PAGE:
Top 3 methods of Personalisation… so why doesn’t everyone do it?

Personalisation isn’t just a ‘nice-to-have’ personal touch in business anymore – it’s expected by customers. Customer relationships are no longer built around products but rather based upon an ongoing relationship with the brand.

Yet not everyone is using personalisation, so we set about to investigate why companies aren’t and then how they should.

Why don’t businesses use personalisation?

1) Limitations with Technology

Not everyone thinks they have access to tech that allows their business to effectively market to or communicate with their audience. Indeed, plenty of us don’t think much of our business IT set-up at all – but it may be that businesses are not as hindered as they believe.

Lots of personalisation techniques can be done extremely effectively with little tech intervention. As long as you have a channel with which to communicate, and an idea: you’re set.

2) ROI concerns

Senior Management often will only sign off on initiatives and campaigns if a Return On Investment can be guaranteed. This often stops creatives and marketers from putting forward personalisation campaigns as they believe they’ll be declined, but there’s no need – basic personalisation can be done cheaply and easily, and even on a low-cost trial and error basis to begin with.

3) Not a Priority with Execs

Big bosses have lots going on and it can be difficult to get personalisation up the ladder to them. Instead of applying for a large authoritative sign-off, why not instead trial something on a micro basis and then present to them? Once the benefits are clear, it’ll soon make its way up the priority list quicker than you expect!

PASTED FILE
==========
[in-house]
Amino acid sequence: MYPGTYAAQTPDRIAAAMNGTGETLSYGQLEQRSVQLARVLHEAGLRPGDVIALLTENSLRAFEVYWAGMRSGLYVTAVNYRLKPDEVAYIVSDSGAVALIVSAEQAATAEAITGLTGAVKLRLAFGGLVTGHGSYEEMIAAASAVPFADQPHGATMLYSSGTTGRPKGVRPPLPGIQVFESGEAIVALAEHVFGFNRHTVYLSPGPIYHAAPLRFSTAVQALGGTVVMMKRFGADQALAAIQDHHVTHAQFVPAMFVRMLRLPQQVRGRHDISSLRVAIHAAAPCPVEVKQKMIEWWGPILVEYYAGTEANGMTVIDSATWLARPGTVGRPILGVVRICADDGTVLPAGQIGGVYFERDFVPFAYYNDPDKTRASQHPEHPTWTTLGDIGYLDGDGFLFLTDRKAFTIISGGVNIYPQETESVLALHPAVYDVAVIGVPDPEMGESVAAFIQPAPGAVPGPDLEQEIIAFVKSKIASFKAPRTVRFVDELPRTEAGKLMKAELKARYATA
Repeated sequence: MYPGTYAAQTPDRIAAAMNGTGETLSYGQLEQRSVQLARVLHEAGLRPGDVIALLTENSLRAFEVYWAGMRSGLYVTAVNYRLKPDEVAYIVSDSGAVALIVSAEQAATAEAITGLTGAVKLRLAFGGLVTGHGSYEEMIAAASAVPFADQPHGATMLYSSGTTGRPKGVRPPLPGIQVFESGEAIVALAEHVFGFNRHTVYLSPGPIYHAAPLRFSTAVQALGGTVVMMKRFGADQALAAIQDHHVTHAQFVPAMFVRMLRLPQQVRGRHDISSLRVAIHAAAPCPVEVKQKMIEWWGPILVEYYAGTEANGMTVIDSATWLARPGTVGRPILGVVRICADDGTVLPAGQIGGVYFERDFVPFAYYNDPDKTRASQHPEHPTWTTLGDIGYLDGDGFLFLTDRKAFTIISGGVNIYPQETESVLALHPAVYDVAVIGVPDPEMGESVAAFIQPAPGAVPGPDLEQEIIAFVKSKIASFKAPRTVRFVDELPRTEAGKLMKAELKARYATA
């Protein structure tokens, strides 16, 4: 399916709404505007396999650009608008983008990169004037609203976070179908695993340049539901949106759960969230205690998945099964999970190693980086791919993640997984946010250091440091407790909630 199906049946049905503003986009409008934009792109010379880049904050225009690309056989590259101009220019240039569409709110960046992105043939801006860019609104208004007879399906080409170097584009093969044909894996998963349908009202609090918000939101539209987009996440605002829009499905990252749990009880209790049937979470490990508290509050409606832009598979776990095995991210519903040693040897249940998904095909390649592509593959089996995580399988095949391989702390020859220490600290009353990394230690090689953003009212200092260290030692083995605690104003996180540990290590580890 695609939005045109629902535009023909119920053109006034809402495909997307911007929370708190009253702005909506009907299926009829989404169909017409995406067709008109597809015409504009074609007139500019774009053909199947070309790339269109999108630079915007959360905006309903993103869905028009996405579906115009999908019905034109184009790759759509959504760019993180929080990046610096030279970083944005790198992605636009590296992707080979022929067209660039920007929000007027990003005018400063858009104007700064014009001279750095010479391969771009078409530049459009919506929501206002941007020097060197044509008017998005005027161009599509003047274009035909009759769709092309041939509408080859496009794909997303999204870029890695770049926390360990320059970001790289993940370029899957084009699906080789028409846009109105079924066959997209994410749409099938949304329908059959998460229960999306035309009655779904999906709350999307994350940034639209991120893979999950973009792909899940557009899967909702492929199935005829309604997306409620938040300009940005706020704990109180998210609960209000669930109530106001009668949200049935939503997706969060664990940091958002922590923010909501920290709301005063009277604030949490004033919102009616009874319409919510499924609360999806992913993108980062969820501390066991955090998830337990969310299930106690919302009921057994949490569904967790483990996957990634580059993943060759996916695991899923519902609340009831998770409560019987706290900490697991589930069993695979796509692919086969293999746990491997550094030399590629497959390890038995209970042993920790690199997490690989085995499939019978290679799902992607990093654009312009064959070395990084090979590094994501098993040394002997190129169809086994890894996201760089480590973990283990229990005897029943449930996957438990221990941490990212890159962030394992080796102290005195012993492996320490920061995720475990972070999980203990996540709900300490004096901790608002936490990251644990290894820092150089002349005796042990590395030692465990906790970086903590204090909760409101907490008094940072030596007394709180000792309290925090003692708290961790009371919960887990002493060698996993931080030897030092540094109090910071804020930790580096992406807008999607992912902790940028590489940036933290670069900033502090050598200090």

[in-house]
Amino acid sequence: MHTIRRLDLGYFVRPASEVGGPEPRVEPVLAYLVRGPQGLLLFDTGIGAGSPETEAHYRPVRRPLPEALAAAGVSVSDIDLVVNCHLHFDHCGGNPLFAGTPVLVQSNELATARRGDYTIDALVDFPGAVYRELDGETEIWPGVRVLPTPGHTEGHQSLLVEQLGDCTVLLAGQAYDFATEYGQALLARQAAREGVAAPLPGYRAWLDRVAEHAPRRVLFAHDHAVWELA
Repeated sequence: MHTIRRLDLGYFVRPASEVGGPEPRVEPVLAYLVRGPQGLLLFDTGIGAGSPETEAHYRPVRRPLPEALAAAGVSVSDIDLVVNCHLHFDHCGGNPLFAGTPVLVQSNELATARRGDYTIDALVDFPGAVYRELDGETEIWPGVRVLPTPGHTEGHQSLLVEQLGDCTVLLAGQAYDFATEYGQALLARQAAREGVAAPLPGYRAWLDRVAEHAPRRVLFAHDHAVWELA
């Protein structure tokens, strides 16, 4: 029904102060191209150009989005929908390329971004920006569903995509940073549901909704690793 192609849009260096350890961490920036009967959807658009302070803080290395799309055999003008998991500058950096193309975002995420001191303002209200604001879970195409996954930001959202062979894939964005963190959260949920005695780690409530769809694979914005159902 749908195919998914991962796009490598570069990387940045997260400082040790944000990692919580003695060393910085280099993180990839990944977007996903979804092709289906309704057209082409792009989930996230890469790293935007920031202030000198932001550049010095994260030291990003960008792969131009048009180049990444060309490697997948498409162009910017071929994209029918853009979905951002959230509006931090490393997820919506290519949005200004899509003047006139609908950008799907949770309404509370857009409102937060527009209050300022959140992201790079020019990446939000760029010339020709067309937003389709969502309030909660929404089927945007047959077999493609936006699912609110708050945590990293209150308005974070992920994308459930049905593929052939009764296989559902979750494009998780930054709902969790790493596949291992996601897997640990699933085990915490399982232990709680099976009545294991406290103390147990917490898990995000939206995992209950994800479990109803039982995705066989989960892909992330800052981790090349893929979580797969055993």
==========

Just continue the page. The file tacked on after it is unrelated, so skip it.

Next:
Source [Customer Think]

The Top 3 Methods of Personalisation

1) Scarcity – showing how little of something is available

Prompting purchase by demonstrating demand is a powerful tool; and often the final ‘nudge’ required for a customer. This can be done in a variety of ways but is most often either demonstrating how few of a product is left (i.e. “95% of tickets now sold!”) or how few are ever made available for purchase (i.e. “Limited Edition: only 500 made!”).

Consumers like to feel they’ve got a deal, and in particular, a deal few others can.

2) Social Proof – using examples of others good experiences

Leveraging the behaviour of other product or service users to promote the benefits is commonly used, and can easily achieve an uplift in sales.

This need not be always done with a pricey celebrity endorsement or influencer photo shoot, but can be easily done by re-posting positive social media posts shared by customers and offering ‘refer a friend’ incentives.

3) Urgency – introducing a purchase deadline

The exclusivity of a product or service only available for a short period of time is always alluring. Offer discounts if purchased within a certain time frame or seasonal offers. Customers are much more likely to buy something quickly if they know they won’t get as good a deal by waiting.

Source [Customer Think]

Personalisation is increasingly becoming part of the customers expectation, simple techniques can see your revenue increase as well as increased brand loyalty.

If you believe your organisation will benefit from personalisation and have any further questions, get in contact with our team today at who will listen and tailor a package to your needs.

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